The Honduran Coup: A Graphic History

Media creativity in the aftermath of the 28 June coup against Honduran President Mel Zelaya has generally been limited to such things as CNN’s classification of the military coup as “military-led,” Honduran media classification of tomorrow’s illegitimate elections as a “fiesta cívica,” and the publication of articles in mainstream Honduran newspapers with titles like “Zelayista Guerrillas Train in Nicaragua.” This particular article, published by El Heraldo on 2 August, is accompanied by a photograph of a ragtag group of joggers—some of them barefoot, one in a cowboy hat, and one in all pink—and bears a caption announcing that “Manuel Zelaya’s followers have begun military exercises in fields in Nicaragua.”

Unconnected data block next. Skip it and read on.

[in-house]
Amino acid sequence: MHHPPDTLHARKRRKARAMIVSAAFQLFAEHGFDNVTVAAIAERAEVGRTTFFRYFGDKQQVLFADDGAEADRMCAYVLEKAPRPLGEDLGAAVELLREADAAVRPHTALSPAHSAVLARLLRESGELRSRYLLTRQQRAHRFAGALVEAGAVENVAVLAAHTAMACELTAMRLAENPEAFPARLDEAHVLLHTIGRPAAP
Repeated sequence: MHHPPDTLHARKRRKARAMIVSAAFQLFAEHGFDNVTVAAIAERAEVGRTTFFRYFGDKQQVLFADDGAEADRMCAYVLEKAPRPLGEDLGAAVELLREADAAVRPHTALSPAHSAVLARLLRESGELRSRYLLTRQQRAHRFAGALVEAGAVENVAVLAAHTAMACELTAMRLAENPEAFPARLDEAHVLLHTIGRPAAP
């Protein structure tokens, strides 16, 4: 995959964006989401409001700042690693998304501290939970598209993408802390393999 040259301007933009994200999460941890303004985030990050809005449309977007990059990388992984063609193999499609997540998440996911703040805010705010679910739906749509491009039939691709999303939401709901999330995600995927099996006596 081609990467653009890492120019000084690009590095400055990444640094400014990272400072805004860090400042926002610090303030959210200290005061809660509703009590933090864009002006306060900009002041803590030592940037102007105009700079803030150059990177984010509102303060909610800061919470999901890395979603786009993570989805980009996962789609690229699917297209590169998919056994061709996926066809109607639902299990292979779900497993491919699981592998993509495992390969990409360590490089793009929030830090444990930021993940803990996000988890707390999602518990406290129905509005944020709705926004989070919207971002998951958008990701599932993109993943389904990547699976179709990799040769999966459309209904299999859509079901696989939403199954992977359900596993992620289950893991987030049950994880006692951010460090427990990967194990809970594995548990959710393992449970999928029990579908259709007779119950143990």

More substantive creative endeavors have been undertaken by Dan Archer and Nikil Saval, who have put together a graphic history of the Honduran coup in two parts thus far. The latter part is based on Joseph Shansky’s piece “Smashing the Silence: Community Defiance in Honduras,” first published on PULSE, and can be viewed below (note: all annotations appear in the original version). The first part of the graphic history can additionally be viewed here, and information on other projects can be found on Archer’s website.

Continue reading “The Honduran Coup: A Graphic History”